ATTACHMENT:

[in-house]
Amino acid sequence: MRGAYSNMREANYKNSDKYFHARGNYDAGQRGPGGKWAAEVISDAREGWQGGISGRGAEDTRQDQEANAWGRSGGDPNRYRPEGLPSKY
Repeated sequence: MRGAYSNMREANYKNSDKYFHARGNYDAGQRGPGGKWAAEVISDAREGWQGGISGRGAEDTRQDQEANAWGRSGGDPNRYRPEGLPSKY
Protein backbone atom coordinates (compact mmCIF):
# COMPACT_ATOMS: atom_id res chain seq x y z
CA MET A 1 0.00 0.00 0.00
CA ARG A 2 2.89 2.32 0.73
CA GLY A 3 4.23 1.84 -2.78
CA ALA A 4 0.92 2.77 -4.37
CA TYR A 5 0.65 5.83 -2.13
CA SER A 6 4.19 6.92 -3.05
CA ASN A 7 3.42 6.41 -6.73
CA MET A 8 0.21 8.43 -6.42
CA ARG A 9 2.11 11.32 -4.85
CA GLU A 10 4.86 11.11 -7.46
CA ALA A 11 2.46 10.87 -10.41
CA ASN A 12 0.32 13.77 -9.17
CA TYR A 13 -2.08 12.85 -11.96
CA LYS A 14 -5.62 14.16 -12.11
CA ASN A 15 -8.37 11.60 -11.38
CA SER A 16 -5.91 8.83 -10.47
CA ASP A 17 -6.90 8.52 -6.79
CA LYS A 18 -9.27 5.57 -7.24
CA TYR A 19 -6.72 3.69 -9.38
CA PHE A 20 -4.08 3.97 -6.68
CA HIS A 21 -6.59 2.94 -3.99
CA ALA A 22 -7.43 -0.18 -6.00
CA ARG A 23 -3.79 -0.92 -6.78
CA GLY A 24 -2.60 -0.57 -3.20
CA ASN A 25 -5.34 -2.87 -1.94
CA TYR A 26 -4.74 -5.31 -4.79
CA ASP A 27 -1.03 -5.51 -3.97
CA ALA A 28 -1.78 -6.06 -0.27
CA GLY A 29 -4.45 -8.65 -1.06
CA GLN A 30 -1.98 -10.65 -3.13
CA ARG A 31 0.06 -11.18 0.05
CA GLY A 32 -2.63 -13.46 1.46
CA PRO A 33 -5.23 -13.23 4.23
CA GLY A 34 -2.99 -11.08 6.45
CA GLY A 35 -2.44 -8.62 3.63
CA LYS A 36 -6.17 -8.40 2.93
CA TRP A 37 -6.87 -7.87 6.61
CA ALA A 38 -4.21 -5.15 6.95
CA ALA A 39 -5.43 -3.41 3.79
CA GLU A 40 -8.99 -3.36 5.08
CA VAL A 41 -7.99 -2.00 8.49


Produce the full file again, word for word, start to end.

[in-house]
Amino acid sequence: MRGAYSNMREANYKNSDKYFHARGNYDAGQRGPGGKWAAEVISDAREGWQGGISGRGAEDTRQDQEANAWGRSGGDPNRYRPEGLPSKY
Repeated sequence: MRGAYSNMREANYKNSDKYFHARGNYDAGQRGPGGKWAAEVISDAREGWQGGISGRGAEDTRQDQEANAWGRSGGDPNRYRPEGLPSKY
Protein backbone atom coordinates (compact mmCIF):
# COMPACT_ATOMS: atom_id res chain seq x y z
CA MET A 1 0.00 0.00 0.00
CA ARG A 2 2.89 2.32 0.73
CA GLY A 3 4.23 1.84 -2.78
CA ALA A 4 0.92 2.77 -4.37
CA TYR A 5 0.65 5.83 -2.13
CA SER A 6 4.19 6.92 -3.05
CA ASN A 7 3.42 6.41 -6.73
CA MET A 8 0.21 8.43 -6.42
CA ARG A 9 2.11 11.32 -4.85
CA GLU A 10 4.86 11.11 -7.46
CA ALA A 11 2.46 10.87 -10.41
CA ASN A 12 0.32 13.77 -9.17
CA TYR A 13 -2.08 12.85 -11.96
CA LYS A 14 -5.62 14.16 -12.11
CA ASN A 15 -8.37 11.60 -11.38
CA SER A 16 -5.91 8.83 -10.47
CA ASP A 17 -6.90 8.52 -6.79
CA LYS A 18 -9.27 5.57 -7.24
CA TYR A 19 -6.72 3.69 -9.38
CA PHE A 20 -4.08 3.97 -6.68
CA HIS A 21 -6.59 2.94 -3.99
CA ALA A 22 -7.43 -0.18 -6.00
CA ARG A 23 -3.79 -0.92 -6.78
CA GLY A 24 -2.60 -0.57 -3.20
CA ASN A 25 -5.34 -2.87 -1.94
CA TYR A 26 -4.74 -5.31 -4.79
CA ASP A 27 -1.03 -5.51 -3.97
CA ALA A 28 -1.78 -6.06 -0.27
CA GLY A 29 -4.45 -8.65 -1.06
CA GLN A 30 -1.98 -10.65 -3.13
CA ARG A 31 0.06 -11.18 0.05
CA GLY A 32 -2.63 -13.46 1.46
CA PRO A 33 -5.23 -13.23 4.23
CA GLY A 34 -2.99 -11.08 6.45
CA GLY A 35 -2.44 -8.62 3.63
CA LYS A 36 -6.17 -8.40 2.93
CA TRP A 37 -6.87 -7.87 6.61
CA ALA A 38 -4.21 -5.15 6.95
CA ALA A 39 -5.43 -3.41 3.79
CA GLU A 40 -8.99 -3.36 5.08
CA VAL A 41 -7.99 -2.00 8.49